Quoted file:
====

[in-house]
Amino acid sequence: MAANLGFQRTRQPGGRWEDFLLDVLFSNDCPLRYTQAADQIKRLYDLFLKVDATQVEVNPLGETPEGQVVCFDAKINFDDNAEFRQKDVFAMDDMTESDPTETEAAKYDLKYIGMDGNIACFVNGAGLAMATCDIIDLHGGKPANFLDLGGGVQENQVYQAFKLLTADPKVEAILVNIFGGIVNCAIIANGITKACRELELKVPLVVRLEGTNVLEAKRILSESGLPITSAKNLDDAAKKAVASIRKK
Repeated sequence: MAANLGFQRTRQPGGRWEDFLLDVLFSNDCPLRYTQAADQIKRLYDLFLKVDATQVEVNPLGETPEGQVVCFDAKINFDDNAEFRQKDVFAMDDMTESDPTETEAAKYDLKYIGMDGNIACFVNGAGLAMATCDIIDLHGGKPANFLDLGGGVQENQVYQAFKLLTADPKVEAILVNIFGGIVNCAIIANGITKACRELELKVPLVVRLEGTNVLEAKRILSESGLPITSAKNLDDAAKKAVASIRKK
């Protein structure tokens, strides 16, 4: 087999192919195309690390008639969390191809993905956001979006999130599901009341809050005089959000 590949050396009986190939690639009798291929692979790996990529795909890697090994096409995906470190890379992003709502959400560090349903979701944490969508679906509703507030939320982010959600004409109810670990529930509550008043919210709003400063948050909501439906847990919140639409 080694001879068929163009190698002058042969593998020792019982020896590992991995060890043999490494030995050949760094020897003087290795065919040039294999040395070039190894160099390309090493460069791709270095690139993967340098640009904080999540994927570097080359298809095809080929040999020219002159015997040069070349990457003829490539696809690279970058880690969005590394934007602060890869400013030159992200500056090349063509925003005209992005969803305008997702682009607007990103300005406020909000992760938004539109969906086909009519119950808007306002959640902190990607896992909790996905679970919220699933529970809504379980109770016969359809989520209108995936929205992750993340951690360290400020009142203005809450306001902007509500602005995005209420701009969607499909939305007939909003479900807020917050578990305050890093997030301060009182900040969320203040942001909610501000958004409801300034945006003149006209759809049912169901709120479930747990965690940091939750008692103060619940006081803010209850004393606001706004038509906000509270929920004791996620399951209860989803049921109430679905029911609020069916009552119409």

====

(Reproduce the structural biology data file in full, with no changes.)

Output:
[in-house]
Amino acid sequence: MAANLGFQRTRQPGGRWEDFLLDVLFSNDCPLRYTQAADQIKRLYDLFLKVDATQVEVNPLGETPEGQVVCFDAKINFDDNAEFRQKDVFAMDDMTESDPTETEAAKYDLKYIGMDGNIACFVNGAGLAMATCDIIDLHGGKPANFLDLGGGVQENQVYQAFKLLTADPKVEAILVNIFGGIVNCAIIANGITKACRELELKVPLVVRLEGTNVLEAKRILSESGLPITSAKNLDDAAKKAVASIRKK
Repeated sequence: MAANLGFQRTRQPGGRWEDFLLDVLFSNDCPLRYTQAADQIKRLYDLFLKVDATQVEVNPLGETPEGQVVCFDAKINFDDNAEFRQKDVFAMDDMTESDPTETEAAKYDLKYIGMDGNIACFVNGAGLAMATCDIIDLHGGKPANFLDLGGGVQENQVYQAFKLLTADPKVEAILVNIFGGIVNCAIIANGITKACRELELKVPLVVRLEGTNVLEAKRILSESGLPITSAKNLDDAAKKAVASIRKK
């Protein structure tokens, strides 16, 4: 087999192919195309690390008639969390191809993905956001979006999130599901009341809050005089959000 590949050396009986190939690639009798291929692979790996990529795909890697090994096409995906470190890379992003709502959400560090349903979701944490969508679906509703507030939320982010959600004409109810670990529930509550008043919210709003400063948050909501439906847990919140639409 080694001879068929163009190698002058042969593998020792019982020896590992991995060890043999490494030995050949760094020897003087290795065919040039294999040395070039190894160099390309090493460069791709270095690139993967340098640009904080999540994927570097080359298809095809080929040999020219002159015997040069070349990457003829490539696809690279970058880690969005590394934007602060890869400013030159992200500056090349063509925003005209992005969803305008997702682009607007990103300005406020909000992760938004539109969906086909009519119950808007306002959640902190990607896992909790996905679970919220699933529970809504379980109770016969359809989520209108995936929205992750993340951690360290400020009142203005809450306001902007509500602005995005209420701009969607499909939305007939909003479900807020917050578990305050890093997030301060009182900040969320203040942001909610501000958004409801300034945006003149006209759809049912169901709120479930747990965690940091939750008692103060619940006081803010209850004393606001706004038509906000509270929920004791996620399951209860989803049921109430679905029911609020069916009552119409």